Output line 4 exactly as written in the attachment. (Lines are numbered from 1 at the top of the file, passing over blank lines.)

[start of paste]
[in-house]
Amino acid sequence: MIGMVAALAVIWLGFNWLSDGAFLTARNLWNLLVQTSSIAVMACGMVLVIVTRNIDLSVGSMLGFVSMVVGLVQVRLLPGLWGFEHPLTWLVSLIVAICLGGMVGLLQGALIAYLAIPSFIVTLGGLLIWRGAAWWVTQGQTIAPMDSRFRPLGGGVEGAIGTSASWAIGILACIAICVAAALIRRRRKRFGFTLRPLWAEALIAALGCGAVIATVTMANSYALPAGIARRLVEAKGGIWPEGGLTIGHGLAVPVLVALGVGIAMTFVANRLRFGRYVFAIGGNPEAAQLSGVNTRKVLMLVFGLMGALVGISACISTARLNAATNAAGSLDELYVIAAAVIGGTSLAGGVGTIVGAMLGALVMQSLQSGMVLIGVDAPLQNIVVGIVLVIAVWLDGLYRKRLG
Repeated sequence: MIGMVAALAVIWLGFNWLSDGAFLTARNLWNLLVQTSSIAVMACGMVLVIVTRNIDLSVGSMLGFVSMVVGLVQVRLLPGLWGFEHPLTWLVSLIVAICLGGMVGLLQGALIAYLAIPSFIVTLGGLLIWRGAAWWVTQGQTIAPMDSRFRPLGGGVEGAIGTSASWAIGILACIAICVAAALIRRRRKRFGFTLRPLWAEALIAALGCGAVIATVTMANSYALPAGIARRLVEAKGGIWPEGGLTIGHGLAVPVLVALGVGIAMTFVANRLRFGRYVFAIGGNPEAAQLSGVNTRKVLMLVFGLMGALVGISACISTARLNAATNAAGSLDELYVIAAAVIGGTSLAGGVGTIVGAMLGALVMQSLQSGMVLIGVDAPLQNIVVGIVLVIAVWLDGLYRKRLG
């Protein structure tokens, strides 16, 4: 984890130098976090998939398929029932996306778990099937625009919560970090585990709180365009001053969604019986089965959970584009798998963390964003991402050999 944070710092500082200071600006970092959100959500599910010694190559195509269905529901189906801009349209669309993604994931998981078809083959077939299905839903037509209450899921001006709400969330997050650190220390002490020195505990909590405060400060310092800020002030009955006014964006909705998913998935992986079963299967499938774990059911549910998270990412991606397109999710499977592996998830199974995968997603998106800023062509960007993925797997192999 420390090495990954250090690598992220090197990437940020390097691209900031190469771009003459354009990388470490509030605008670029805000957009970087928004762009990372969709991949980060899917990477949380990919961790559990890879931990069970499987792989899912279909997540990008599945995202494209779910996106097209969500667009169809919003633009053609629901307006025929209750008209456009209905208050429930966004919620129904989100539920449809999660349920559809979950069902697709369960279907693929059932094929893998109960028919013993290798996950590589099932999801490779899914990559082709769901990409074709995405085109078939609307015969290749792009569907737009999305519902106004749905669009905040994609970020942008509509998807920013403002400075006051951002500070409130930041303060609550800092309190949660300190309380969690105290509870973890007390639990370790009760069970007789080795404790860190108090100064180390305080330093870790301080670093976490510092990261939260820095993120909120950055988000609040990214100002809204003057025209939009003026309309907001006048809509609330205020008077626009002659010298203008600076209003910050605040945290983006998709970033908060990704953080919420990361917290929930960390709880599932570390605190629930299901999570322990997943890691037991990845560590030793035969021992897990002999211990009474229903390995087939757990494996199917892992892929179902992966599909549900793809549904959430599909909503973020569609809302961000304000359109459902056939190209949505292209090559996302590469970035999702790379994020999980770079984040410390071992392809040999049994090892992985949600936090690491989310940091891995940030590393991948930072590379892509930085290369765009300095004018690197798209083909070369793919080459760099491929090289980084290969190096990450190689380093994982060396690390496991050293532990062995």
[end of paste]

């Protein structure tokens, strides 16, 4: 984890130098976090998939398929029932996306778990099937625009919560970090585990709180365009001053969604019986089965959970584009798998963390964003991402050999 944070710092500082200071600006970092959100959500599910010694190559195509269905529901189906801009349209669309993604994931998981078809083959077939299905839903037509209450899921001006709400969330997050650190220390002490020195505990909590405060400060310092800020002030009955006014964006909705998913998935992986079963299967499938774990059911549910998270990412991606397109999710499977592996998830199974995968997603998106800023062509960007993925797997192999 420390090495990954250090690598992220090197990437940020390097691209900031190469771009003459354009990388470490509030605008670029805000957009970087928004762009990372969709991949980060899917990477949380990919961790559990890879931990069970499987792989899912279909997540990008599945995202494209779910996106097209969500667009169809919003633009053609629901307006025929209750008209456009209905208050429930966004919620129904989100539920449809999660349920559809979950069902697709369960279907693929059932094929893998109960028919013993290798996950590589099932999801490779899914990559082709769901990409074709995405085109078939609307015969290749792009569907737009999305519902106004749905669009905040994609970020942008509509998807920013403002400075006051951002500070409130930041303060609550800092309190949660300190309380969690105290509870973890007390639990370790009760069970007789080795404790860190108090100064180390305080330093870790301080670093976490510092990261939260820095993120909120950055988000609040990214100002809204003057025209939009003026309309907001006048809509609330205020008077626009002659010298203008600076209003910050605040945290983006998709970033908060990704953080919420990361917290929930960390709880599932570390605190629930299901999570322990997943890691037991990845560590030793035969021992897990002999211990009474229903390995087939757990494996199917892992892929179902992966599909549900793809549904959430599909909503973020569609809302961000304000359109459902056939190209949505292209090559996302590469970035999702790379994020999980770079984040410390071992392809040999049994090892992985949600936090690491989310940091891995940030590393991948930072590379892509930085290369765009300095004018690197798209083909070369793919080459760099491929090289980084290969190096990450190689380093994982060396690390496991050293532990062995």